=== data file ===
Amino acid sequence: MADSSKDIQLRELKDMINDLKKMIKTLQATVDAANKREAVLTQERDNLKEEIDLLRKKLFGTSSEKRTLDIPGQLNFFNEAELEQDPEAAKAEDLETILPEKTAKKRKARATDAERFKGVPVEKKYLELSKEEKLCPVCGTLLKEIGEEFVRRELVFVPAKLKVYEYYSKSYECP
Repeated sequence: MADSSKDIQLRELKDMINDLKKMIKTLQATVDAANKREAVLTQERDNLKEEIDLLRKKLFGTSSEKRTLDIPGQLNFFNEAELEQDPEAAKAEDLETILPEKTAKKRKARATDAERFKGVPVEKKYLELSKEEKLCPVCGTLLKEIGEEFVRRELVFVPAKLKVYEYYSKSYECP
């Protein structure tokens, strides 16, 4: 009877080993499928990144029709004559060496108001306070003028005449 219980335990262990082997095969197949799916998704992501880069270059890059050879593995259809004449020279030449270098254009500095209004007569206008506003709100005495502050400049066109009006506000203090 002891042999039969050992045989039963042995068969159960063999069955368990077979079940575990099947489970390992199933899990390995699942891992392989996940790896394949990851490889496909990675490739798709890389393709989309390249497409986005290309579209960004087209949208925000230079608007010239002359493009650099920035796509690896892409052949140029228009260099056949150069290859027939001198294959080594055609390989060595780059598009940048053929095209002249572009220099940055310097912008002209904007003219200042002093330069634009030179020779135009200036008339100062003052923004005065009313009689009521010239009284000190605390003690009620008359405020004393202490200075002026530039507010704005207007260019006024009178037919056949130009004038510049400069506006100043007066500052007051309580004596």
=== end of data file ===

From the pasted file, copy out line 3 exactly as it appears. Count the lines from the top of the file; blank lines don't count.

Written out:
């Protein structure tokens, strides 16, 4: 009877080993499928990144029709004559060496108001306070003028005449 219980335990262990082997095969197949799916998704992501880069270059890059050879593995259809004449020279030449270098254009500095209004007569206008506003709100005495502050400049066109009006506000203090 002891042999039969050992045989039963042995068969159960063999069955368990077979079940575990099947489970390992199933899990390995699942891992392989996940790896394949990851490889496909990675490739798709890389393709989309390249497409986005290309579209960004087209949208925000230079608007010239002359493009650099920035796509690896892409052949140029228009260099056949150069290859027939001198294959080594055609390989060595780059598009940048053929095209002249572009220099940055310097912008002209904007003219200042002093330069634009030179020779135009200036008339100062003052923004005065009313009689009521010239009284000190605390003690009620008359405020004393202490200075002026530039507010704005207007260019006024009178037919056949130009004038510049400069506006100043007066500052007051309580004596």